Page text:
The world of alternative medicine is in a state of incredible disarray, in case you haven’t noticed.
Over the last five years, a number of natural treatments have been subjected to the same kinds of rigorous double blind studies required of conventional medications, and they have fared poorly. Four of the most commercially popular of these treatments have received particularly harsh treatment from the scientific method:
Ginkgo Biloba for Memory. Ginkgo biloba, the top-selling herbal preparation in the U.S. in recent years, is marketed primarily as a memory and circulation enhancer. But in 2002, JAMA published a double blind placebo controlled study in which 115 healthy elderly people were randomized to ginkgo biloba 40 mg TID or placebo. Six weeks later, all were given 14 different measures of cognitive functioning, and there were no significant differences on any of them based on treatment status ( JAMA 2002;288:835–840).
Echinacea for the Common Cold. We all know somebody who swears by Echinacea as the panacea for cold symptoms. Last year, this botanical was tested in the first well-designed controlled trial. A total of 437 volunteers were exposed to the rhinovirus and were randomized to three different preparations of echinacea or to placebo. They were observed for five days after the viral challenge. There was no difference between echinacea and placebo on rates of infection, severity of symptoms, volume of nasal secretions, concentration of white blood cells in nasal secretions, or virus titer (NEJM 2005;353:341-348).
Saw Palmetto for Benign Prostatic Hyperplasia. Frequently recommended by family practitioners as an effective remedy for BPH, saw palmetto had been studied in controlled trials but mostly with substandard methodology. This year, a definitive study was published in the New England Journal of Medicine. Researchers randomized 225 men with BPH to one year of treatment with either saw palmetto (160 mg BID) or placebo. There were no significant differences between the two groups in maximal urinary flow rates, prostate size, residual volume after voiding, quality of life, or serum PSA (NEJM 2006;354:557-566).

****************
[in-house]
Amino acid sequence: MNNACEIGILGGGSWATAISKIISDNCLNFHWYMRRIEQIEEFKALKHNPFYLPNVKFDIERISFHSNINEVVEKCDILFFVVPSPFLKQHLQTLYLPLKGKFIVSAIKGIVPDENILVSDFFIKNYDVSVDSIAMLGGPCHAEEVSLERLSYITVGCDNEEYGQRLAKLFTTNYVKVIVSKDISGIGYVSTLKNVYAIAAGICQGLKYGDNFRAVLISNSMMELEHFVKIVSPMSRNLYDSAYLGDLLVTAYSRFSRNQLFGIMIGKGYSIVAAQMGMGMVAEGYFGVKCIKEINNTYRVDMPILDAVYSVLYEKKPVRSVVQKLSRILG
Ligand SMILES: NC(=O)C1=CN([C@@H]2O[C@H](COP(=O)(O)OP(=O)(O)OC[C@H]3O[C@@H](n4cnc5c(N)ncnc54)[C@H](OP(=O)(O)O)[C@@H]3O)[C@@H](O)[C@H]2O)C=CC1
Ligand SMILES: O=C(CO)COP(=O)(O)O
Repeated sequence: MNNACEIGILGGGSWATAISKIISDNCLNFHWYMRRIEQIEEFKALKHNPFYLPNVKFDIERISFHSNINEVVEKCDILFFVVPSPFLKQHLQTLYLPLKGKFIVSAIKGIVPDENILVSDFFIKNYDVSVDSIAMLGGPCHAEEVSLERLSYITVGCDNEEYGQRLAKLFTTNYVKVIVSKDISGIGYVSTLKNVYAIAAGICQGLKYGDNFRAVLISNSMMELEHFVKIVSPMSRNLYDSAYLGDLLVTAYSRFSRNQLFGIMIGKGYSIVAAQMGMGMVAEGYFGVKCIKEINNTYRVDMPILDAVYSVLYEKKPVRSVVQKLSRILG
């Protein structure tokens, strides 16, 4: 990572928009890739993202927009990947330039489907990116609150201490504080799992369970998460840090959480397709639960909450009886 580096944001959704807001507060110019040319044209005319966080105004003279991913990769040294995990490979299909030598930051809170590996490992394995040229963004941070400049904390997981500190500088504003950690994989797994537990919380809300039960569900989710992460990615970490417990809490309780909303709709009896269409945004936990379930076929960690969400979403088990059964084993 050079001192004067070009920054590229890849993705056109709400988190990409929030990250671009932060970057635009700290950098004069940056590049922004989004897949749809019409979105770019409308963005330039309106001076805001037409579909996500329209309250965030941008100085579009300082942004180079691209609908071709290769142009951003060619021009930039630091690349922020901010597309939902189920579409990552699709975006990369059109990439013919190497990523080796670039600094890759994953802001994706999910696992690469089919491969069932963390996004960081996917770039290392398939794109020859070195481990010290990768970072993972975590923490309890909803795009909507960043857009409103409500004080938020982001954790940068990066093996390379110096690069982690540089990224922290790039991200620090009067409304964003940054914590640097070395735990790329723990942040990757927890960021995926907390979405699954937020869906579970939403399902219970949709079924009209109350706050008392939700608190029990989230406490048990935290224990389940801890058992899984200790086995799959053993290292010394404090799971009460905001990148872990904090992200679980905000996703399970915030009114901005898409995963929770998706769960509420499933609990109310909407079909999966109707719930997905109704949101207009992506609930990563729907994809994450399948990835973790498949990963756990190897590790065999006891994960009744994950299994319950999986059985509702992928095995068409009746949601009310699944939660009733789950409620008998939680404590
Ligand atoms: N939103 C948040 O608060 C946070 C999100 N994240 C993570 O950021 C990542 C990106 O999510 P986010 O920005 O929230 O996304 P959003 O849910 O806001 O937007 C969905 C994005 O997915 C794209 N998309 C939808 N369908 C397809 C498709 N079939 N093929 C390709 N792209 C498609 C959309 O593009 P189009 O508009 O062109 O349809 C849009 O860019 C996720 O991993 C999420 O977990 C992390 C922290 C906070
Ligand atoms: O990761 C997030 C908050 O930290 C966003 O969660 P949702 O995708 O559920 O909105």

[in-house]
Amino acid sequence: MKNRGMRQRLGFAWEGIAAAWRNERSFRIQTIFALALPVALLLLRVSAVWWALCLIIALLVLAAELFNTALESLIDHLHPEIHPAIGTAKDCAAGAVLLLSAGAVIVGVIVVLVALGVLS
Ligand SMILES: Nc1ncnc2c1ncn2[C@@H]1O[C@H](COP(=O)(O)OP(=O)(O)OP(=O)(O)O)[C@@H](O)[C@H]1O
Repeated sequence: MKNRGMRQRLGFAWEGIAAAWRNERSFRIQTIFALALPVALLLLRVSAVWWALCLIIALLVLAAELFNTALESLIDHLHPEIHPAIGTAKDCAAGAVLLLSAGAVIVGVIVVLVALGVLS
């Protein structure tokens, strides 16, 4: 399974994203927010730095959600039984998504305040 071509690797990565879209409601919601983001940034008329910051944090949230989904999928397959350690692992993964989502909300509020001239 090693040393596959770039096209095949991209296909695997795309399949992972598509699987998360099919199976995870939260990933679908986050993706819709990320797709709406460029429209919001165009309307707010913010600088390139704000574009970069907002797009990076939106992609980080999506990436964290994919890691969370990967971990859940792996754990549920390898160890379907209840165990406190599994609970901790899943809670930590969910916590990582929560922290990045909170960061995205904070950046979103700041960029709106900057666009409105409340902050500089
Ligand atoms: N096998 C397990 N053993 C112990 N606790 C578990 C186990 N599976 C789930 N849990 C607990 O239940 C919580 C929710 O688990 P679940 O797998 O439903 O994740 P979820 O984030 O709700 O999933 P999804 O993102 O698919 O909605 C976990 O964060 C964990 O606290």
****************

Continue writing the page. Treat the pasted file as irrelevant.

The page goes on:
Glucosamine and Chondroitin for Arthritis. Talk about mainstream—these supplements have become so accepted as treatments for arthritis that orthopedists often prescribe them for their patients. As was true for saw palmetto, numerous studies had hinted at clinical efficacy, but they fell short of the methodological standards required of conventional pharmaceuticals. The GAIT trial was a government-funded study that randomized 1583 patients with arthritis of the knee to receive 24 weeks of treatment with glucosamine 1500 mg QD, chondroitin sulfate 1200 mg QD, the two combined, Celebrex (celecoxib) 200 mg QD, or placebo. The only treatment that outperformed placebo overall was Celebrex, although in the subgroup of patients with more severe pain, combined glucosamine/chondroitin yielded a higher response rate than placebo (73% vs. 54%) (NEJM 2006; 354:795-808).
Of course, none of these studies were absolutely perfect and the experts in the relevant specialties have quibbled about aspects of methodology; furthermore, don’t forget that even for FDA-approved drugs, the number of negative trials (in which the drug fails to outperform placebo) will often outnumber positive trials, but the former are more difficult to publish, and therefore do not get as much visibility.